Stop-and-Frisk: Not Just an American Problem

It isn’t only Americans suffering racist stop-and-frisks.

Minorities in Britain experience racially biased drug searches at rates comparable to their American counterparts, according to our new report, The Numbers in Black and White: Ethnic Disparities in the Policing and Prosecution of Drug Offences in England and Wales.

Someone is frisked for drugs every 58 seconds in England and Wales, with black people six times more likely to be stopped and searched for drugs than white people. Asians, meanwhile, were 2.5 times more likely to be subject to such searches, according to the report, launched by Release and the London School of Economics and Political Science.

Moreover, Release—an Open Society grantee that produced the report with support from the Getty Foundation—found that black people in Britain are arrested for drugs at a rate of six times that of white people, compared to the three-to-one ratio in the United States.

This is despite the fact that drug use is lower among black and Asian people than whites.

To hear the personal stories of those who have experienced such searches, please see the Open Society project titled Viewed with Suspicion.

Discrimination, however, is not limited to searches. The Numbers in Black and White also found that the Metropolitan Police in London were treating black people caught in possession of drugs more harshly.

Across London, black people are charged for possession of marijuana at five times the rate of white people. Whites were more likely to get “cautioned,” which is a formal warning that can be issued by police for an offense. While it still forms part of a criminal record, it does not require a person to go to court, as is the case when a person is charged.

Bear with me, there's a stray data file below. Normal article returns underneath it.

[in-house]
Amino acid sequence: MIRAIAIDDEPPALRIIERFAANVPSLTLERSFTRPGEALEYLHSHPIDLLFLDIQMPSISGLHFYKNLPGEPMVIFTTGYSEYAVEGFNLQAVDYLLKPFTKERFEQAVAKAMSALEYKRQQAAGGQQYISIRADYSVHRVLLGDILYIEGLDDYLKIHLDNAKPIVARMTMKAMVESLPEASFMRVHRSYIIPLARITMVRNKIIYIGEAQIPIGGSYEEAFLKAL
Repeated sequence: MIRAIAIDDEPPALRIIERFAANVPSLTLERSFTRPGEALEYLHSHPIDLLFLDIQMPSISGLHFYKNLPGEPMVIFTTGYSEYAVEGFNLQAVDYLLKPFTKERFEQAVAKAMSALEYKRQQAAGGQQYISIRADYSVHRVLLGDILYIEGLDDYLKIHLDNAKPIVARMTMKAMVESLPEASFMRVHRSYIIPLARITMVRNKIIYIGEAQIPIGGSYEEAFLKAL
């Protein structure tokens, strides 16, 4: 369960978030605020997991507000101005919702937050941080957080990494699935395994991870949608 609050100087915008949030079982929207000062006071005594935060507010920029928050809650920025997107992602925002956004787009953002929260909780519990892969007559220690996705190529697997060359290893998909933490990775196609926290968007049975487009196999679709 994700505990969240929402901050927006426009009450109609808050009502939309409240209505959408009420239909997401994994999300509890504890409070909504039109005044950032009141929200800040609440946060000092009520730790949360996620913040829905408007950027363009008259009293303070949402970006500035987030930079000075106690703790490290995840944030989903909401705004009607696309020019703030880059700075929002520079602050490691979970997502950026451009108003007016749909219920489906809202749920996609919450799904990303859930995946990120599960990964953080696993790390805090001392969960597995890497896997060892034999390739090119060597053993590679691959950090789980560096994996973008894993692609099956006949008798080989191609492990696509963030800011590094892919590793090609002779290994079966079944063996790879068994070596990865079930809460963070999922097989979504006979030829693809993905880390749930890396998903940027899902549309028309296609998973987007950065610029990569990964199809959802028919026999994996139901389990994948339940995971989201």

Beyond the damning figures, there is also a deafening silence from lawmakers who have not raised their voices against these disgraceful shakedowns. Though a lively debate about stop-and-frisk is taking place in the United States, particularly in New York, British leaders are mostly watching from the sidelines.

But the numbers show silence is not an option.

This report exposes the urgency of reviewing drug laws that are being enforced in a damaging and discriminatory manner. To call on the British government to review the national drug laws, please sign the petition initiated by Member of Parliament Caroline Lucas, which is open to citizens of the UK.

1 Comment

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You ask difficult questions :-)

When injustice is rooted at a third world country, everybody sings about it, and the singers get awards.

When similar injustice is done by the other side of the table, it is at best hushed up, and at its worst retaliated...

Regards,
Sam

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